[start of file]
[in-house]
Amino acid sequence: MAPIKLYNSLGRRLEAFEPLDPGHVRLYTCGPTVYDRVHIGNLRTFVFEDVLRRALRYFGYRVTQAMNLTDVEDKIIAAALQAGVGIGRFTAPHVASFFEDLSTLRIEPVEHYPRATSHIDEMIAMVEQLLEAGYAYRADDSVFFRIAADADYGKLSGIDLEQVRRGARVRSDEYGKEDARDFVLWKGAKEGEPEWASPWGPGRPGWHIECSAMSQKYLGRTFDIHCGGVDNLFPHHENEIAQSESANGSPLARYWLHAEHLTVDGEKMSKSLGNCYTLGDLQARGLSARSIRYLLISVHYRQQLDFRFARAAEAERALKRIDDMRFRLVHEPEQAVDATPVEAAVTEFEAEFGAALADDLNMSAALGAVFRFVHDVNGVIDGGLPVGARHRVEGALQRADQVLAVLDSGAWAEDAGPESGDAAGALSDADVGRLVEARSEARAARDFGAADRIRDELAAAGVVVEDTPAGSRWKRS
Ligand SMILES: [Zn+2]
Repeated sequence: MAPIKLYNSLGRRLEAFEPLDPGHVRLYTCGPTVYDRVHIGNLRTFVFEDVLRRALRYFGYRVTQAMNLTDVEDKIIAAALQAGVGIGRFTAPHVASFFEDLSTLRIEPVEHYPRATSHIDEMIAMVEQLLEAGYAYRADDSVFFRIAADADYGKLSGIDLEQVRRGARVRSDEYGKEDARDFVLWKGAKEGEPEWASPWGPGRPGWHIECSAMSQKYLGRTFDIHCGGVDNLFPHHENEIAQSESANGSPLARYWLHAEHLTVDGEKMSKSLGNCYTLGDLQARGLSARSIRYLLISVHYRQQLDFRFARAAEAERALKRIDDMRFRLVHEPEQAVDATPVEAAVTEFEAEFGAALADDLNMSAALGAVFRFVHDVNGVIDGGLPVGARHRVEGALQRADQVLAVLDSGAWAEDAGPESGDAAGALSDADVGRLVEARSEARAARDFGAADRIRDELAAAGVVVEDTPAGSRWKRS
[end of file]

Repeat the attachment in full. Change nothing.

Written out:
[in-house]
Amino acid sequence: MAPIKLYNSLGRRLEAFEPLDPGHVRLYTCGPTVYDRVHIGNLRTFVFEDVLRRALRYFGYRVTQAMNLTDVEDKIIAAALQAGVGIGRFTAPHVASFFEDLSTLRIEPVEHYPRATSHIDEMIAMVEQLLEAGYAYRADDSVFFRIAADADYGKLSGIDLEQVRRGARVRSDEYGKEDARDFVLWKGAKEGEPEWASPWGPGRPGWHIECSAMSQKYLGRTFDIHCGGVDNLFPHHENEIAQSESANGSPLARYWLHAEHLTVDGEKMSKSLGNCYTLGDLQARGLSARSIRYLLISVHYRQQLDFRFARAAEAERALKRIDDMRFRLVHEPEQAVDATPVEAAVTEFEAEFGAALADDLNMSAALGAVFRFVHDVNGVIDGGLPVGARHRVEGALQRADQVLAVLDSGAWAEDAGPESGDAAGALSDADVGRLVEARSEARAARDFGAADRIRDELAAAGVVVEDTPAGSRWKRS
Ligand SMILES: [Zn+2]
Repeated sequence: MAPIKLYNSLGRRLEAFEPLDPGHVRLYTCGPTVYDRVHIGNLRTFVFEDVLRRALRYFGYRVTQAMNLTDVEDKIIAAALQAGVGIGRFTAPHVASFFEDLSTLRIEPVEHYPRATSHIDEMIAMVEQLLEAGYAYRADDSVFFRIAADADYGKLSGIDLEQVRRGARVRSDEYGKEDARDFVLWKGAKEGEPEWASPWGPGRPGWHIECSAMSQKYLGRTFDIHCGGVDNLFPHHENEIAQSESANGSPLARYWLHAEHLTVDGEKMSKSLGNCYTLGDLQARGLSARSIRYLLISVHYRQQLDFRFARAAEAERALKRIDDMRFRLVHEPEQAVDATPVEAAVTEFEAEFGAALADDLNMSAALGAVFRFVHDVNGVIDGGLPVGARHRVEGALQRADQVLAVLDSGAWAEDAGPESGDAAGALSDADVGRLVEARSEARAARDFGAADRIRDELAAAGVVVEDTPAGSRWKRS